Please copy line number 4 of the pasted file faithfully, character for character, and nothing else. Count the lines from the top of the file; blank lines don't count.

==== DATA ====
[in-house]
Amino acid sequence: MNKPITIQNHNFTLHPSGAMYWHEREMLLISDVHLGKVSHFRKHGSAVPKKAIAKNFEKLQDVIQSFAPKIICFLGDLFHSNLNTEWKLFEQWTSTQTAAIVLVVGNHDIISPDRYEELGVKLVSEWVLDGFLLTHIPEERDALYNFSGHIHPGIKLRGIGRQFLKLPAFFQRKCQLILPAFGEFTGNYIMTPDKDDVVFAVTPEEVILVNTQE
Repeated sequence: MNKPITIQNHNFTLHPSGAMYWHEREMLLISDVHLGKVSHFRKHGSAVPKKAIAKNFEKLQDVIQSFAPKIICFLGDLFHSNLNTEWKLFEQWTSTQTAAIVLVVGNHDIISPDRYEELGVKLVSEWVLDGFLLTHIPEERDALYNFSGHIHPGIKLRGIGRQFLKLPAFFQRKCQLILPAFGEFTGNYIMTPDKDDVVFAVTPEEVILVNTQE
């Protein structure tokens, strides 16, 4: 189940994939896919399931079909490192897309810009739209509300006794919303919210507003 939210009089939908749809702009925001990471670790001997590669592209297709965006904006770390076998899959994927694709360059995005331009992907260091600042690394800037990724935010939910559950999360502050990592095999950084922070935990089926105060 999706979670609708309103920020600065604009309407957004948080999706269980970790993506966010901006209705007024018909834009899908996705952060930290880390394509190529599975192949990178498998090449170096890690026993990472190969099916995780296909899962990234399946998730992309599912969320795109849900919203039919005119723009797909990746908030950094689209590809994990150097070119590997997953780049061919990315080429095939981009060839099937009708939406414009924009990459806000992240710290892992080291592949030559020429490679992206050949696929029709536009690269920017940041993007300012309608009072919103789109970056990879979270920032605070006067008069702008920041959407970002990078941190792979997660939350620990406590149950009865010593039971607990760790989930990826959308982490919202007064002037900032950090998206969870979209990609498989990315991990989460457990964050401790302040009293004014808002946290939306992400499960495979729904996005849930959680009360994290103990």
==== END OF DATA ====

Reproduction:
């Protein structure tokens, strides 16, 4: 189940994939896919399931079909490192897309810009739209509300006794919303919210507003 939210009089939908749809702009925001990471670790001997590669592209297709965006904006770390076998899959994927694709360059995005331009992907260091600042690394800037990724935010939910559950999360502050990592095999950084922070935990089926105060 999706979670609708309103920020600065604009309407957004948080999706269980970790993506966010901006209705007024018909834009899908996705952060930290880390394509190529599975192949990178498998090449170096890690026993990472190969099916995780296909899962990234399946998730992309599912969320795109849900919203039919005119723009797909990746908030950094689209590809994990150097070119590997997953780049061919990315080429095939981009060839099937009708939406414009924009990459806000992240710290892992080291592949030559020429490679992206050949696929029709536009690269920017940041993007300012309608009072919103789109970056990879979270920032605070006067008069702008920041959407970002990078941190792979997660939350620990406590149950009865010593039971607990760790989930990826959308982490919202007064002037900032950090998206969870979209990609498989990315991990989460457990964050401790302040009293004014808002946290939306992400499960495979729904996005849930959680009360994290103990």